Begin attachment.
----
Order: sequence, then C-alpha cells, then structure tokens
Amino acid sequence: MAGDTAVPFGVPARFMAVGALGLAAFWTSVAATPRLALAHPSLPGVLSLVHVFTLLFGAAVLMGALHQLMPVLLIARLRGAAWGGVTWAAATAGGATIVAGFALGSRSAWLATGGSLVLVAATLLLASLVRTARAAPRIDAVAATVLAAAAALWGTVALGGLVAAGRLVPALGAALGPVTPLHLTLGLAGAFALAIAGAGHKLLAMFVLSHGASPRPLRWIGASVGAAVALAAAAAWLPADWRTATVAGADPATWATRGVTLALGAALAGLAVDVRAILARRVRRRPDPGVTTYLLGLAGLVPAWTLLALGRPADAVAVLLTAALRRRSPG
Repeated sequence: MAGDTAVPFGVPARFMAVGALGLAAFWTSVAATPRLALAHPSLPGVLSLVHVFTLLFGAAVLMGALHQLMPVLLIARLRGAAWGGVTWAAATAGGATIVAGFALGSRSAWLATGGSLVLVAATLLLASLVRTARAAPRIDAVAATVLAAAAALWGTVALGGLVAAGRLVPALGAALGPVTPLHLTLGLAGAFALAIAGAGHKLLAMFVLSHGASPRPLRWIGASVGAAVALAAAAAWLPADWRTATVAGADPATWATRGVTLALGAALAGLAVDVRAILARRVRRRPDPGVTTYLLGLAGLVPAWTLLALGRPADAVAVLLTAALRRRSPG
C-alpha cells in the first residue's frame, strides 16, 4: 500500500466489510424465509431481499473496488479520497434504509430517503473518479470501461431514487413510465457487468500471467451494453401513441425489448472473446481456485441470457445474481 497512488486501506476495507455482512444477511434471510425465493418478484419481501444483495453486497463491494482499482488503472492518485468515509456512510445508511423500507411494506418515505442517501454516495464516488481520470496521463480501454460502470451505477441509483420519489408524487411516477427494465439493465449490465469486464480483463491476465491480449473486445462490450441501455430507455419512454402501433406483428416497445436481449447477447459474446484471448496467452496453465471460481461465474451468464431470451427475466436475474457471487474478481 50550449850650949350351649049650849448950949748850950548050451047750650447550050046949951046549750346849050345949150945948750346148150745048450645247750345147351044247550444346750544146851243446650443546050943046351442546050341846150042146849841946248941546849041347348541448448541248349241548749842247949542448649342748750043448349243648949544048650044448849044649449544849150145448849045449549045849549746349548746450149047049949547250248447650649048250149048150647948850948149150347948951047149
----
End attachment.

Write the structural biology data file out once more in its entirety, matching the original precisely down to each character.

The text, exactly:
Order: sequence, then C-alpha cells, then structure tokens
Amino acid sequence: MAGDTAVPFGVPARFMAVGALGLAAFWTSVAATPRLALAHPSLPGVLSLVHVFTLLFGAAVLMGALHQLMPVLLIARLRGAAWGGVTWAAATAGGATIVAGFALGSRSAWLATGGSLVLVAATLLLASLVRTARAAPRIDAVAATVLAAAAALWGTVALGGLVAAGRLVPALGAALGPVTPLHLTLGLAGAFALAIAGAGHKLLAMFVLSHGASPRPLRWIGASVGAAVALAAAAAWLPADWRTATVAGADPATWATRGVTLALGAALAGLAVDVRAILARRVRRRPDPGVTTYLLGLAGLVPAWTLLALGRPADAVAVLLTAALRRRSPG
Repeated sequence: MAGDTAVPFGVPARFMAVGALGLAAFWTSVAATPRLALAHPSLPGVLSLVHVFTLLFGAAVLMGALHQLMPVLLIARLRGAAWGGVTWAAATAGGATIVAGFALGSRSAWLATGGSLVLVAATLLLASLVRTARAAPRIDAVAATVLAAAAALWGTVALGGLVAAGRLVPALGAALGPVTPLHLTLGLAGAFALAIAGAGHKLLAMFVLSHGASPRPLRWIGASVGAAVALAAAAAWLPADWRTATVAGADPATWATRGVTLALGAALAGLAVDVRAILARRVRRRPDPGVTTYLLGLAGLVPAWTLLALGRPADAVAVLLTAALRRRSPG
C-alpha cells in the first residue's frame, strides 16, 4: 500500500466489510424465509431481499473496488479520497434504509430517503473518479470501461431514487413510465457487468500471467451494453401513441425489448472473446481456485441470457445474481 497512488486501506476495507455482512444477511434471510425465493418478484419481501444483495453486497463491494482499482488503472492518485468515509456512510445508511423500507411494506418515505442517501454516495464516488481520470496521463480501454460502470451505477441509483420519489408524487411516477427494465439493465449490465469486464480483463491476465491480449473486445462490450441501455430507455419512454402501433406483428416497445436481449447477447459474446484471448496467452496453465471460481461465474451468464431470451427475466436475474457471487474478481 50550449850650949350351649049650849448950949748850950548050451047750650447550050046949951046549750346849050345949150945948750346148150745048450645247750345147351044247550444346750544146851243446650443546050943046351442546050341846150042146849841946248941546849041347348541448448541248349241548749842247949542448649342748750043448349243648949544048650044448849044649449544849150145448849045449549045849549746349548746450149047049949547250248447650649048250149048150647948850948149150347948951047149